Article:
Attempt to End Death Penalty in Oklahoma
Oklahoma City, OK – Sen. Constance N. Johnson announced at a state Capitol press conference on Monday her intention to renew efforts to repeal the death penalty in Oklahoma. Johnson said both economic and ethical concerns make this the right time for the state to reopen dialogue on abolishing the death penalty. Oklahoma has executed the third-highest number of prisoners since 1976, when the Supreme Court permitted the death penalty to resume. "Since 1973, 135 death row inmates in the United States have been released from prison after they were determined to be innocent," said Johnson, D-Oklahoma County. "Faced with the understanding that our system of justice is not infallible, we cannot continue allowing the system to be the arbiter of life or death for those charged with crimes in Oklahoma. This is in issue that cuts to the heart of our desire to have a just and sensible government, and it is a moral and ethical responsibility that must weigh heavily on our collective conscience." Johnson added that the high costs of prosecuting death penalty cases and carrying out their final punishment represent another financial drain on a state currently faced with a budget shortfall of up to a billion dollars. In its most recent review of death penalty cases, the state of Kansas concluded that death penalty cases were 70 percent more costly than comparable non-death penalty cases, including the cost of incarceration.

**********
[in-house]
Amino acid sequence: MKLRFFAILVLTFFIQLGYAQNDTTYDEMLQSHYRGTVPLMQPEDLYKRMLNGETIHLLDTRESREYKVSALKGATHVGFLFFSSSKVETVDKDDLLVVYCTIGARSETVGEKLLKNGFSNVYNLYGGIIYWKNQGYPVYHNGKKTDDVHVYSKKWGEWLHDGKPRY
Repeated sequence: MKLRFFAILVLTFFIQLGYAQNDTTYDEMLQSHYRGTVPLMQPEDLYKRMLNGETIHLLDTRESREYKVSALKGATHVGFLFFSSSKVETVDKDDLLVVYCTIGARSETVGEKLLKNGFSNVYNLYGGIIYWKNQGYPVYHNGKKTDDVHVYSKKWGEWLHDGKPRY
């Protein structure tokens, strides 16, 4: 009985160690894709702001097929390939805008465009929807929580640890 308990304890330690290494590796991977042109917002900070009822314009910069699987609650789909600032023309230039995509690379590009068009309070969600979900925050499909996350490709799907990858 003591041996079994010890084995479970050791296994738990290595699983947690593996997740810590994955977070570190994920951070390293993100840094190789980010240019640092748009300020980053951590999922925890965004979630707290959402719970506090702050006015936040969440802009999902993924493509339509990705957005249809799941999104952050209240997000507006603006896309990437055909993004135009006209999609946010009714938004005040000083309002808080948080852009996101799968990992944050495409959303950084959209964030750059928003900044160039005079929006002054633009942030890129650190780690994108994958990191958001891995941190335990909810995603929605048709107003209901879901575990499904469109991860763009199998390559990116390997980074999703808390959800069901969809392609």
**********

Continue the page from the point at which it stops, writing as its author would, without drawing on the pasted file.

OKLAHOMA CITY - Senate Majority Floor Leader Todd Lamb (R-Edmond) pointed to a fellow Senator's call for the abolishment of the Death Penalty in Oklahoma as clear evidence of one major difference between the two parties when it comes to public safety. "The difference between Republicans and Democrats couldn't be more stark on public safety issues, given the suggestion today by a Democrat State Senator that the state of Oklahoma abolish the death penalty," Lamb said. "We see this severest of penalties as a real deterrent to capitol crimes in our state, and those on the other side of the aisle would prefer to weaken our laws and not hold these violent criminals responsible for their actions." "I can assure the citizens of Oklahoma that as long as we control the majority in the legislature, wild ideas like this will not become law," Lamb continued. "The foremost job of your elected officials is to ensure the safety of all citizens, and we will not relinquish that role to those who would prefer to coddle criminals." Senator Lamb brings impeccable credentials to the debate on public safety. A former United States Secret Service Agent, Lamb also served on the national Joint Terrorism Task Force, and, after the terrorists' attacks, he was assigned to portions of the 9-11 investigation. "I also want to reassure law enforcement officers who stand in the line-of-duty that Senate Republicans are ready to support them as well," Lamb concluded.